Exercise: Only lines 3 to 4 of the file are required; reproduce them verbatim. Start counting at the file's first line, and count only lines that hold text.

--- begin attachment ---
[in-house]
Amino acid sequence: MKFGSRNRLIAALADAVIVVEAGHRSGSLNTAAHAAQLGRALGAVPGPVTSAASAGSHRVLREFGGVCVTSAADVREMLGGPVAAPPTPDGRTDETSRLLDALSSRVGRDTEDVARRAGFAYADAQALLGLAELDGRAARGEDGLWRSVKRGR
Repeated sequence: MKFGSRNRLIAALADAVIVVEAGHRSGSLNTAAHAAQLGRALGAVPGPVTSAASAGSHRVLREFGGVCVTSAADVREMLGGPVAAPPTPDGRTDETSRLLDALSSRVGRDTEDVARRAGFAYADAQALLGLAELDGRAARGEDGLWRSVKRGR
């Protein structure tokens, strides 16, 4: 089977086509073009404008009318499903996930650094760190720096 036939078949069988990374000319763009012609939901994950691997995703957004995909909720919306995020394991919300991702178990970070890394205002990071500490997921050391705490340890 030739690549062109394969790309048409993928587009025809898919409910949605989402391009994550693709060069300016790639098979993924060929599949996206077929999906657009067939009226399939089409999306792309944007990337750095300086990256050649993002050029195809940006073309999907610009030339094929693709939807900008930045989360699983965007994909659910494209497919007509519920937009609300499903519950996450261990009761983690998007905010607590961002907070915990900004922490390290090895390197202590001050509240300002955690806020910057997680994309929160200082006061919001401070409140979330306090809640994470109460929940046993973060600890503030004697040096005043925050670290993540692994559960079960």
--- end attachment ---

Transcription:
Repeated sequence: MKFGSRNRLIAALADAVIVVEAGHRSGSLNTAAHAAQLGRALGAVPGPVTSAASAGSHRVLREFGGVCVTSAADVREMLGGPVAAPPTPDGRTDETSRLLDALSSRVGRDTEDVARRAGFAYADAQALLGLAELDGRAARGEDGLWRSVKRGR
């Protein structure tokens, strides 16, 4: 089977086509073009404008009318499903996930650094760190720096 036939078949069988990374000319763009012609939901994950691997995703957004995909909720919306995020394991919300991702178990970070890394205002990071500490997921050391705490340890 030739690549062109394969790309048409993928587009025809898919409910949605989402391009994550693709060069300016790639098979993924060929599949996206077929999906657009067939009226399939089409999306792309944007990337750095300086990256050649993002050029195809940006073309999907610009030339094929693709939807900008930045989360699983965007994909659910494209497919007509519920937009609300499903519950996450261990009761983690998007905010607590961002907070915990900004922490390290090895390197202590001050509240300002955690806020910057997680994309929160200082006061919001401070409140979330306090809640994470109460929940046993973060600890503030004697040096005043925050670290993540692994559960079960």